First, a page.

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How I Got That Sound: Alan Parsons

Alan Parsons Project ‘The Eagle Will Rise Again’ By Joe Matera
Published July 2022

How I Got That Sound

Alan Parsons needs no introduction to Sound On Sound readers. The career of the famed producer, engineer and musician goes way back to the Beatles, and encompasses Pink Floyd and Al Stewart among many others. As a producer and engineer he has numerous number one hits to his credit including Steve Harley and Cockney Rebel’s ‘Make Me Smile (Come Up And See Me)’ and Pilot’s ‘January’, both of which topped the UK charts in 1975. He also has led his own successful outfit, the Alan Parsons Project, since the mid‑’70s. Asked to pick a favourite from the innumerable sounds he’s committed to tape, he nominates the unique keyboard sound on ‘The Eagle Will Rise Again’, from the 1978 Alan Parsons Project album Pyramid.

Gold Blend

How I Got That Sound: Alan Parsons 0722“My favorite sound is the very haunting keyboard sound that opens this particular track, which features Colin Blunstone on vocals, and which sets the tone for the rest of the track. Eric Woolfson had acquired a number of acoustic keyboards at the time, which included a harpsichord, a clavichord and a virginal. That sound was a combination of those three instruments together, along with a couple of guitar tracks added as well.

“To record the sounds, I used a pair of Neumann KM84s because those keyboards, particularly the harpsichord and clavichord, both had a certain degree of stereo‑ness to them. I’ve always favoured KM84s for acoustic instruments such as those. I added a little bit of top EQ and a little bit of high‑pass to get rid of the rumble in the bottom end.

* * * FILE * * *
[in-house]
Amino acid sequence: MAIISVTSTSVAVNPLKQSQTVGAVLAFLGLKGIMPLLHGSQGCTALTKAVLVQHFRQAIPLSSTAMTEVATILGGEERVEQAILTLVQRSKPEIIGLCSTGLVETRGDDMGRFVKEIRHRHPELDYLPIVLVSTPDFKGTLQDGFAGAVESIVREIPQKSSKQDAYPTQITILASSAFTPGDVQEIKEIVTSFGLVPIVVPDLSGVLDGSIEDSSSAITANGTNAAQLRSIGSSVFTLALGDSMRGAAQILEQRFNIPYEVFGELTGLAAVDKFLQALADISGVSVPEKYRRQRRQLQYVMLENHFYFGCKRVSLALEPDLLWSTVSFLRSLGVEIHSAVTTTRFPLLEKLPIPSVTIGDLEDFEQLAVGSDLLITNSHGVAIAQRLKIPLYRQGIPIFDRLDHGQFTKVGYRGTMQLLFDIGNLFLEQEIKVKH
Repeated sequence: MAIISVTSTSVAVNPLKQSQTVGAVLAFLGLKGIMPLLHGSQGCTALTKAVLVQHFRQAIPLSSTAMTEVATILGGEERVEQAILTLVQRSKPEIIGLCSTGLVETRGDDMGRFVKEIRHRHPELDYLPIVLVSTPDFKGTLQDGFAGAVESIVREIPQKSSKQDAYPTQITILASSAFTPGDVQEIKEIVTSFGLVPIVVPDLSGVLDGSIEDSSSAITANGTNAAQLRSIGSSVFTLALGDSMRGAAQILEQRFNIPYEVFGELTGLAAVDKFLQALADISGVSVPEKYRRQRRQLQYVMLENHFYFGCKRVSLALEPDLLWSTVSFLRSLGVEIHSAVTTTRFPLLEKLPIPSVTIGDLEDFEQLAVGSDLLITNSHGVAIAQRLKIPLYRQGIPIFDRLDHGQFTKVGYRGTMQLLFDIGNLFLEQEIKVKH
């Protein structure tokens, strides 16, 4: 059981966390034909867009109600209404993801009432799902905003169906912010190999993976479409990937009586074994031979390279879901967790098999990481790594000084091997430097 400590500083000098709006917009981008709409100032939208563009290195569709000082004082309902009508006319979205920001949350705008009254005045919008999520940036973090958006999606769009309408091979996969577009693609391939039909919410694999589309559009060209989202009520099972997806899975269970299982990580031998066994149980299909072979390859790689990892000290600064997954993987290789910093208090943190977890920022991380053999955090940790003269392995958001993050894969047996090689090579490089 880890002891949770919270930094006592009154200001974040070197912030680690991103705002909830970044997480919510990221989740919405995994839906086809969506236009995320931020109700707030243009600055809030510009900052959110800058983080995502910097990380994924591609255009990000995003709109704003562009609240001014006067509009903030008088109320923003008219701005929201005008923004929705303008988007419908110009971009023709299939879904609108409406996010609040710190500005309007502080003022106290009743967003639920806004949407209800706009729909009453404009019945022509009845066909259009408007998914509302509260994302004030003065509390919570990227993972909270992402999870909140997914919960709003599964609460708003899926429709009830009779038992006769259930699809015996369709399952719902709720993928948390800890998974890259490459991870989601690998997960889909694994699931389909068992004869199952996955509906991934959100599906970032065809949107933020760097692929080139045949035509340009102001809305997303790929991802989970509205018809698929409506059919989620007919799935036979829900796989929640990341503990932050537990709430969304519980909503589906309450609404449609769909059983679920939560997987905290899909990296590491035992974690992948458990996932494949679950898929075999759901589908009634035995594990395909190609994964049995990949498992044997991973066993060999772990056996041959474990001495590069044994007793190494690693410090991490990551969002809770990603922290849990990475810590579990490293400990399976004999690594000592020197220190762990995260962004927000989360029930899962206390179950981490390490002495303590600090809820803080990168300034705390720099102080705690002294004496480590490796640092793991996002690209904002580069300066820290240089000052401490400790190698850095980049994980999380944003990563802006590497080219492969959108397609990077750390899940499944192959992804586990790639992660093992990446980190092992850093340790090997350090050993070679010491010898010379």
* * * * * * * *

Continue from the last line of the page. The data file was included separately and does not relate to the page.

“Being tuned instruments, we first had to make sure the keyboards were perfectly in tune. Eric had originally laid down a piano guide track for the band to play along to. Then once that was done, we overdubbed the keyboard sounds. He did a take on each of those instruments. It was a very unusual sound and not what you would expect those instruments to sound like in a room — and that was because they were close‑miked. Being very quiet instruments, the sounds are going to be quiet, but by close‑miking them, it made them sound right in your face. A harpsichord, for example, is designed to be listened to from the other side of the room, so to hear it so in your face is unusual. The end result is this plucked keyboard sound which is really unique. I can’t think of any other artist who has done something similar in sound, since.”